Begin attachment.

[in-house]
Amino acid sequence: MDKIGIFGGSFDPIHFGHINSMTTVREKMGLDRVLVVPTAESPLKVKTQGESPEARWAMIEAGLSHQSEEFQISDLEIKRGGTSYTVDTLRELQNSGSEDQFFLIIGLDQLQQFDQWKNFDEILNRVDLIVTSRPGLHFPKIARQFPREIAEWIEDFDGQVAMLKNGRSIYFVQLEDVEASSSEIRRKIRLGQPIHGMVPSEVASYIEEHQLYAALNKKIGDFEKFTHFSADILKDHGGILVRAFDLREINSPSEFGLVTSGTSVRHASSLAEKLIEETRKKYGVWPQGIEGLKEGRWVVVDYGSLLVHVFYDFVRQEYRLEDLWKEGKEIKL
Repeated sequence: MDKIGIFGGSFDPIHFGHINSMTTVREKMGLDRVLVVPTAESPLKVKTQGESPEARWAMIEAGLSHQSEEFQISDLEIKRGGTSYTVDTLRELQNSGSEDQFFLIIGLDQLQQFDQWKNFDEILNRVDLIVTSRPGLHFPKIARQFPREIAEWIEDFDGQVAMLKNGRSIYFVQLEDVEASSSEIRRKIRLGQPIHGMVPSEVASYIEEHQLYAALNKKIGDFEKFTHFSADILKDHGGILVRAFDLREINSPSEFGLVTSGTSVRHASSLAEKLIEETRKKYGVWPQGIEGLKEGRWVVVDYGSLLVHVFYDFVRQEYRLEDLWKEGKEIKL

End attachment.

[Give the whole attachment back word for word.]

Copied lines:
[in-house]
Amino acid sequence: MDKIGIFGGSFDPIHFGHINSMTTVREKMGLDRVLVVPTAESPLKVKTQGESPEARWAMIEAGLSHQSEEFQISDLEIKRGGTSYTVDTLRELQNSGSEDQFFLIIGLDQLQQFDQWKNFDEILNRVDLIVTSRPGLHFPKIARQFPREIAEWIEDFDGQVAMLKNGRSIYFVQLEDVEASSSEIRRKIRLGQPIHGMVPSEVASYIEEHQLYAALNKKIGDFEKFTHFSADILKDHGGILVRAFDLREINSPSEFGLVTSGTSVRHASSLAEKLIEETRKKYGVWPQGIEGLKEGRWVVVDYGSLLVHVFYDFVRQEYRLEDLWKEGKEIKL
Repeated sequence: MDKIGIFGGSFDPIHFGHINSMTTVREKMGLDRVLVVPTAESPLKVKTQGESPEARWAMIEAGLSHQSEEFQISDLEIKRGGTSYTVDTLRELQNSGSEDQFFLIIGLDQLQQFDQWKNFDEILNRVDLIVTSRPGLHFPKIARQFPREIAEWIEDFDGQVAMLKNGRSIYFVQLEDVEASSSEIRRKIRLGQPIHGMVPSEVASYIEEHQLYAALNKKIGDFEKFTHFSADILKDHGGILVRAFDLREINSPSEFGLVTSGTSVRHASSLAEKLIEETRKKYGVWPQGIEGLKEGRWVVVDYGSLLVHVFYDFVRQEYRLEDLWKEGKEIKL